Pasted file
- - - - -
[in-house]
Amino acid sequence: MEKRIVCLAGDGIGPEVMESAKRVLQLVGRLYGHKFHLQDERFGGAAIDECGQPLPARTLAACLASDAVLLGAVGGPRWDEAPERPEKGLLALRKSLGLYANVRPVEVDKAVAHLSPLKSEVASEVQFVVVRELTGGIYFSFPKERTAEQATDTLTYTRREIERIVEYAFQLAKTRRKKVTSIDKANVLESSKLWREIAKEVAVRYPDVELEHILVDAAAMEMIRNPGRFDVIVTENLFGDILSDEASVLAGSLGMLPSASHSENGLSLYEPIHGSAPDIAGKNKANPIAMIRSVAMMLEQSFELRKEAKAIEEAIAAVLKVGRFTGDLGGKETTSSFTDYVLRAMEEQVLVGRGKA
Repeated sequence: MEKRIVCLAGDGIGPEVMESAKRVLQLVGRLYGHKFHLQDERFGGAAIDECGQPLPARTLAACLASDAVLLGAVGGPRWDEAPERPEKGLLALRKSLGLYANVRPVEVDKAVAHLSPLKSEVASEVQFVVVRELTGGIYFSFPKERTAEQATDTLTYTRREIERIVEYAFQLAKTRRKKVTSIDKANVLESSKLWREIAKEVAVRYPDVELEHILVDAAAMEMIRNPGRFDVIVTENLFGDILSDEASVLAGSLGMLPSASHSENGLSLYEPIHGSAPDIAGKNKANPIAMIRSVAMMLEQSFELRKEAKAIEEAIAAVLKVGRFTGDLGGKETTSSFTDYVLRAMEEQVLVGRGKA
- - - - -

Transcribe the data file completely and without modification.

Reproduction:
[in-house]
Amino acid sequence: MEKRIVCLAGDGIGPEVMESAKRVLQLVGRLYGHKFHLQDERFGGAAIDECGQPLPARTLAACLASDAVLLGAVGGPRWDEAPERPEKGLLALRKSLGLYANVRPVEVDKAVAHLSPLKSEVASEVQFVVVRELTGGIYFSFPKERTAEQATDTLTYTRREIERIVEYAFQLAKTRRKKVTSIDKANVLESSKLWREIAKEVAVRYPDVELEHILVDAAAMEMIRNPGRFDVIVTENLFGDILSDEASVLAGSLGMLPSASHSENGLSLYEPIHGSAPDIAGKNKANPIAMIRSVAMMLEQSFELRKEAKAIEEAIAAVLKVGRFTGDLGGKETTSSFTDYVLRAMEEQVLVGRGKA
Repeated sequence: MEKRIVCLAGDGIGPEVMESAKRVLQLVGRLYGHKFHLQDERFGGAAIDECGQPLPARTLAACLASDAVLLGAVGGPRWDEAPERPEKGLLALRKSLGLYANVRPVEVDKAVAHLSPLKSEVASEVQFVVVRELTGGIYFSFPKERTAEQATDTLTYTRREIERIVEYAFQLAKTRRKKVTSIDKANVLESSKLWREIAKEVAVRYPDVELEHILVDAAAMEMIRNPGRFDVIVTENLFGDILSDEASVLAGSLGMLPSASHSENGLSLYEPIHGSAPDIAGKNKANPIAMIRSVAMMLEQSFELRKEAKAIEEAIAAVLKVGRFTGDLGGKETTSSFTDYVLRAMEEQVLVGRGKA